Barbee has been offering the NeuroStar TMS Therapy since December 2011, and of the first 22 patients who have completed treatment, “three out of four are responding and two of the three have gotten well,” he said.

One of the reasons his results have been better than those in some other studies, including one funded by the National Institutes of Health, may be that in those studies the patients receiving TMS were not receiving antidepressant medicine, as his patients are, he said.

“There’s no data published to date in scientific journals on using TMS with medicine. What I’m telling you is my experience,” said Barbee, who was on the faculty of the Department of Psychiatry at LSU School of Medicine in New Orleans for 27 years.

Barbee, who oversaw 50 clinical trials, according to his biography, went into private practice in 2009 and continues as a clinical professor of psychiatry at the medical school.

Until recently, Barbee said, there have been three main treatments for depression: psychotherapy, medication and electroconvulsive therapy, which “is still the most effective treatment for depression.”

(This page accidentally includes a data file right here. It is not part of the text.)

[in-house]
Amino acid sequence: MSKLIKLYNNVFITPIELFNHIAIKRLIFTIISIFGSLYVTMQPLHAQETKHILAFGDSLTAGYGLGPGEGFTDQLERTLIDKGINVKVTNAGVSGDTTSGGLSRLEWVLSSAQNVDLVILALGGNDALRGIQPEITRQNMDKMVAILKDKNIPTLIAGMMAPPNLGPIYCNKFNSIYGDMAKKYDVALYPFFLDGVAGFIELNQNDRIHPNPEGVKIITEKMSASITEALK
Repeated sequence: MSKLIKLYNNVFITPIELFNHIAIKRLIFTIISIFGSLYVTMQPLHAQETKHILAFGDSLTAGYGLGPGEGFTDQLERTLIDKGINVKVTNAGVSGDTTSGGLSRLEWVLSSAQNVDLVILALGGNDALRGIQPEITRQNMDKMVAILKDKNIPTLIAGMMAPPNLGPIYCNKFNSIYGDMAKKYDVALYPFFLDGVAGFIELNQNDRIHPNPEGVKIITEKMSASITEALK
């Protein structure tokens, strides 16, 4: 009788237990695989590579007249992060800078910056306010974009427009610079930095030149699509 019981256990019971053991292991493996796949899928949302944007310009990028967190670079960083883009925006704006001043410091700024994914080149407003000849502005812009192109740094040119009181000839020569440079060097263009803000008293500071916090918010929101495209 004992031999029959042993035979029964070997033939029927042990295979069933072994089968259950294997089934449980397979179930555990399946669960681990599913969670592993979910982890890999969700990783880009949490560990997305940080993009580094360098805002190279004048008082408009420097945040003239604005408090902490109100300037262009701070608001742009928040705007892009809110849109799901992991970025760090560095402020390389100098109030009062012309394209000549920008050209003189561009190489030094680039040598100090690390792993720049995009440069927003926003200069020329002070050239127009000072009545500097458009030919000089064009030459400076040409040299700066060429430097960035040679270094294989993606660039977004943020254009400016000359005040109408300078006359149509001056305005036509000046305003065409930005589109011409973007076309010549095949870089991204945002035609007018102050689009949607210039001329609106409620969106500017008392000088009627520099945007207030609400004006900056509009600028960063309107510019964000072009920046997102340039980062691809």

In the latter, with the patient under anesthesia, a small amount of current is delivered to cause seizure activity in the brain.

Now, TMS is another option for people, such as Bogle, who have treatment-resistant depression.

“The average patient (treated with TMS) has been depressed for six years,” Barbee said, noting how many of the patients he’s treating or has treated with TMS are or have been on disability due to their depression.

“Some people make the mistake of comparing this to shock therapy. It’s nothing like it,” Barbee said.

The TMS procedure, for one thing, is done without anesthesia.

“People drive here to have it done and drive home,” Barbee said.

In late October, Linda Bogle had come to Barbee’s offices on Magazine Street, with her husband, John.

She rested comfortably in a reclining medical chair, while Josh Jansen, the TMS coordinator on Barbee’s staff, who has been certified for performing the procedure, operated the NeuroStar equipment.

A small device, containing a magnetic coil, rested lightly on the top of Bogle’s head.

When the treatment began, it made a rapid, clicking noise, like a toy machine gun, in intervals, followed by periods of quiet.

“It’s like somebody gently tapping your head,” Bogle said.

At her first appointment for the treatment, Jansen had used the NeuroStar device to find the precise spot in the brain where the magnetic pulses would be focused.

“It’s 5 1/2 centimeters forward from the motor cortex” for every patient, he said.